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India to place $11bn order for AIP hi-tech submarines

Nazi style super-U-boat kit finally spreading

The smart choice: opportunity from uncertainty

Needless to say, the Nazis had a crazy secret weapon for this

Back in World War II, nuclear propulsion wasn't an option. Nazi engineers instead experimented with chemically powered AIP, in their case the system developed by Professor Hellmuth Walter. Oxygen from air was replaced by the use of hydrogen peroxide, an explosive oxidiser sometimes used in torpedoes or rockets, burned together with fuel oil in a special turbine.

This system, in which an entire submarine was essentially converted into a highly dangerous explosive torpedo, offered impressive submerged speed but was hazardous and extremely troublesome to operate. It never saw frontline service, and was rejected after the war as making submarines - already very dangerous in those days - unacceptably unsafe. This decision was probably a wise one as even torpedoes using peroxide are a major hazard: it was a torpedo peroxide explosion which sank the Russian submarine Kursk in 2000, killing all 118 men aboard.

Nonetheless, ever since WWII, submariners unable to get hold of nuclear boats have aspired to some form of propulsion able to perform better than lacklustre batteries. AIP, like many much-discussed military wonder-weapons (electromagnetic pulse bombs, rayguns etc) has been just round the corner for decades. It has been particularly vigorously bigged-up as a threat by antisubmarine warfare specialists of the major Western navies since the Cold War ended and the threat of Soviet nuke subs largely vanished.

However, so far the only navies to deploy AIP have been friendly ones: Sweden has subs with auxiliary generators powered by Stirling-cycle engines (also sold to Japan) and the German and Italian navies have some boats with supplementary fuel-cell power.

DCNS in France, like other Western sub builders, have long offered an AIP option. In their case the use of extremely dangerous peroxide has been avoided in favour of only mildly dangerous compressed oxygen tanks, which allow a Rankine-cycle turbine alternator to run on alcohol fuel fully submerged - charging up the sub's batteries for greater endurance underwater. DCNS call this the "Mesma" system, and it is reportedly to be fitted to the last three Indian Scorpène boats.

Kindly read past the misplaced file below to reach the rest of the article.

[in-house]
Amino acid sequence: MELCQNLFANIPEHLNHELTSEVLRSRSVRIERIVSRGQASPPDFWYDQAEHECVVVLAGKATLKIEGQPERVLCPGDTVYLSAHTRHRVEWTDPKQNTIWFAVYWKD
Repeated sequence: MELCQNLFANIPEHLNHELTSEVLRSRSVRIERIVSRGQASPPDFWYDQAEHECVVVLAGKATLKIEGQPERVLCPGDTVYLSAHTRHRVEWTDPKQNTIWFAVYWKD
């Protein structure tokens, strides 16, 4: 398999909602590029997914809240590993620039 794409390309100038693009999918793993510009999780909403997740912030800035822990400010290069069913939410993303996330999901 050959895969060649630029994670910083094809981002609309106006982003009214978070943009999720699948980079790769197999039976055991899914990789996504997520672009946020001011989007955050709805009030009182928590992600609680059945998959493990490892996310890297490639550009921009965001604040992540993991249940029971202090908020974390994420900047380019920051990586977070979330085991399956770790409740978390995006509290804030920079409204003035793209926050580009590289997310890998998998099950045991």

Just when these will turn up is uncertain, however - the Indian Scorpène build is badly delayed and overbudget. Mesma boats are not now expected to come out of India's yards until 2018 or later.

The six new Indian subs announced this week are all, reportedly, to be fitted with AIP. Furthermore, two of these boats may be "imported from the foreign vendor directly" according to the Times' Indian government sources. If this happens the delays besetting the Scorpène project would perhaps be avoided and the Indian navy would become the first non-Western one to get working AIP.

Just what kind of AIP, however, is uncertain. While the Indian government has lined up the cash it is as yet unsure which foreign builder will get it. Reportedly Russia, Spain, France's DCNS and Germany's HDW are all in the running for a slice of India's $11bn.

AIP boats are generally held up as a terrible menace to Western naval dominance, especially by Western naval officers whose chances of career success depend on there being such a menace (or anyway, depend on measures being put in place to resist it).

Even so, there are reasons to stay calm even as it appears that AIP is finally spreading beyond friendly navies.

The AIP systems currently on offer, it should be emphasised, aren't an alternative to battery propulsion for high speeds. There's no option to use powerful AIP engines to turn a sub's screws directly as a Toyota Prius' engine can turn its wheels.

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